By Terri Hamilton Director Pedagogics Coaching Group
A girlfriend and I were talking about her students. It was testing time, and she was dealing with the usual high anxiety, stress-induced stretch of months in the year. She was expressing the familiar frustration of watching her students miss questions on the state test that not only do they know, but she has ongoing evidence that supports them having learned it. I shared with her a personal experience I had in college.
I was in Anatomy and Physiology, one of my most favorite classes, and I had just received a test back that I didn’t perform as well as I had hoped. As I packed my belongings and headed toward the door, my teacher stopped me. She said; “ I know that you know this material. You did your work correctly, and you asked the right questions during lecture. Questions that only a deep understanding of this material would inspire. Why did you miss so many basic questions?” I didn’t have an answer. I knew that I understood the material. I knew the time and effort I put into learning each piece of information. She asked how I felt when I was taking tests. That was easy, ANXIOUS! I, like my friend’s students, dealt with test anxiety which got in the way of my success when taking tests.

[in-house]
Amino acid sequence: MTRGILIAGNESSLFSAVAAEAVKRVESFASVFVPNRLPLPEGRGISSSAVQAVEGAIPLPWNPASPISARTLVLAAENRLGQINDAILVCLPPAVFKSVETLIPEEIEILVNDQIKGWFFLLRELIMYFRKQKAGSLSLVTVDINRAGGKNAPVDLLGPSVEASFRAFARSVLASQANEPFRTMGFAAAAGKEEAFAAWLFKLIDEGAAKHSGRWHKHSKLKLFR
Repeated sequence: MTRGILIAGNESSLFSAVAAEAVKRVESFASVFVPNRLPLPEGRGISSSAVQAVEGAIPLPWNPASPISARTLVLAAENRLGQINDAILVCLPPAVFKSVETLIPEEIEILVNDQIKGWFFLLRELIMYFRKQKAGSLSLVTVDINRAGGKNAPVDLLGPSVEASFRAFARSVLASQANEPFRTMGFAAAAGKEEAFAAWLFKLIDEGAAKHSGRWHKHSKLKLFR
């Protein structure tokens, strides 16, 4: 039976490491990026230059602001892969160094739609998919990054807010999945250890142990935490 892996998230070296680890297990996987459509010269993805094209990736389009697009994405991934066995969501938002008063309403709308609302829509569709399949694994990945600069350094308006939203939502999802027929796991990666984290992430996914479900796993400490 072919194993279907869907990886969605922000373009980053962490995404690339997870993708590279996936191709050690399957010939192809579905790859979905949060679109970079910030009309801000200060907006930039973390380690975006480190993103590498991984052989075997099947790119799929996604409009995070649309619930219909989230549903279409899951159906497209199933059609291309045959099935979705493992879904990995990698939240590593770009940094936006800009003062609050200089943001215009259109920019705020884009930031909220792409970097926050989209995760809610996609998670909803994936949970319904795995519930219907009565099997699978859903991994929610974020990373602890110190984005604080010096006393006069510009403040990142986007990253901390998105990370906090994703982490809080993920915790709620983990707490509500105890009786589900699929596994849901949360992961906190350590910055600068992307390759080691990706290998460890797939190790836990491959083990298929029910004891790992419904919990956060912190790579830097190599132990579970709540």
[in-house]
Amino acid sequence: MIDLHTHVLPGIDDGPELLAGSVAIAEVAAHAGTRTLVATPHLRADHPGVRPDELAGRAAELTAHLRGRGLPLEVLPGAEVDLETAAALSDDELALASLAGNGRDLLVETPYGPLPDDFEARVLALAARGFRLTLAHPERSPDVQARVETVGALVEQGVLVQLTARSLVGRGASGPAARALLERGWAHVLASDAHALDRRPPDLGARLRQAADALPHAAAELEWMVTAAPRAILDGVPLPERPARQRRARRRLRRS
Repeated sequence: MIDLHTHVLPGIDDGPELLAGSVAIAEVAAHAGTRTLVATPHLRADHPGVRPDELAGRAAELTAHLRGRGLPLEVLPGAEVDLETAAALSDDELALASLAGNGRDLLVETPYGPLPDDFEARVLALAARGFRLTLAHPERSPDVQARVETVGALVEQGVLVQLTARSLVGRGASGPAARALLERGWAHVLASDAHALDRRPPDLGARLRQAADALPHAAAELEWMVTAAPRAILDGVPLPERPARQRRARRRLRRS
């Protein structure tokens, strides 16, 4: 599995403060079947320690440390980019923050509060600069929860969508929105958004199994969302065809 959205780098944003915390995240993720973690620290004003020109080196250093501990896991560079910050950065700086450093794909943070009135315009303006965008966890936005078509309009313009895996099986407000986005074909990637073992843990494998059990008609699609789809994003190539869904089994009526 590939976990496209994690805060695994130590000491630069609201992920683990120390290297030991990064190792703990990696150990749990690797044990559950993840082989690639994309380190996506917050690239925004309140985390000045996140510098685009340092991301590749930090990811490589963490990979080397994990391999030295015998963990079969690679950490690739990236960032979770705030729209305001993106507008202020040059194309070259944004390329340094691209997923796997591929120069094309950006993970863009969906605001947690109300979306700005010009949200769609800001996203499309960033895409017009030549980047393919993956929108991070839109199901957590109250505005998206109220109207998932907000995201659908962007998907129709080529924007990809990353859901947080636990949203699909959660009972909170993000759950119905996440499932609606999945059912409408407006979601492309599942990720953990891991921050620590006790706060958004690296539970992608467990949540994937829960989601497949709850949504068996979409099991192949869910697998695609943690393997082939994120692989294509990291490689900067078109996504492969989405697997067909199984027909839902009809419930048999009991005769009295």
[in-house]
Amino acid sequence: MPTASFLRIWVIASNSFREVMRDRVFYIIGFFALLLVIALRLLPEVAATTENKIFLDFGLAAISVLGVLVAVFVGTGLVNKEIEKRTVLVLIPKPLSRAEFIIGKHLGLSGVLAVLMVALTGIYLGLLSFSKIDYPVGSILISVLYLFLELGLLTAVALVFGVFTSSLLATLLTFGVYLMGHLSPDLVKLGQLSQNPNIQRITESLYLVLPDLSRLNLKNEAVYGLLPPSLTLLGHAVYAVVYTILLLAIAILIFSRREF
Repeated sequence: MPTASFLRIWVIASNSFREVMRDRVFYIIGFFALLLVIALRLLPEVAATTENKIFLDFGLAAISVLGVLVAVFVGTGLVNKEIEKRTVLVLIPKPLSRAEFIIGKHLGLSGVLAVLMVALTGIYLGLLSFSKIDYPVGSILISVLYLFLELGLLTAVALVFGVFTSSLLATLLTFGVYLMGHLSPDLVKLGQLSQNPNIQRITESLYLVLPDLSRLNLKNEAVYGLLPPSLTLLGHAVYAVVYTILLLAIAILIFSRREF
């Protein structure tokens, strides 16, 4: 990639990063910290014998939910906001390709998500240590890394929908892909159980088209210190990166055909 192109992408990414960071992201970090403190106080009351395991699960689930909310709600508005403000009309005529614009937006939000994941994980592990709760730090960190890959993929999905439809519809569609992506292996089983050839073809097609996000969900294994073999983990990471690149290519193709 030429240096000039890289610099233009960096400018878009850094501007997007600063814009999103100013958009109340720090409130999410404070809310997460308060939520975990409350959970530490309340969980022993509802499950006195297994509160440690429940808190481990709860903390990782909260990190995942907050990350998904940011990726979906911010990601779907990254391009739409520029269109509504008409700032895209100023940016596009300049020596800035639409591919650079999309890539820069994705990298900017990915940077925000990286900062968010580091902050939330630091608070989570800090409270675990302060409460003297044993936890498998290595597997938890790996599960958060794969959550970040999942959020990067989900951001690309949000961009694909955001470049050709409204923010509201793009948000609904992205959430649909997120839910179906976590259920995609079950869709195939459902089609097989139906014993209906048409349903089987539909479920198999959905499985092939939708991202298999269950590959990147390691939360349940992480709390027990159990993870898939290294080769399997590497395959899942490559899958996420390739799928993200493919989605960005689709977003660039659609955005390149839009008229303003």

She asked me what I did to overcome that anxiety, and I said; “practice.” However, that wouldn’t have been possible, had my professor not taken the time to question me in a manner which helped me to feel comfortable sharing. She listened to me, not to hear an excuse, but to gain understanding. A small, yet powerful, gesture.
Without knowing it, she was using the Habit of Mind Listening with Understanding and Empathy, characterized by devoting energy towards another person’s thoughts and ideas; and making an effort to gain insight into their viewpoint. I suggested to my friend that she might consider starting there with her students this year. Not only would it give her insight into how her students feel about test-taking but function as a type of formative assessment. With more understanding, she could work with their students to solve any barrier to success. Think about it, with more understanding, what could you do?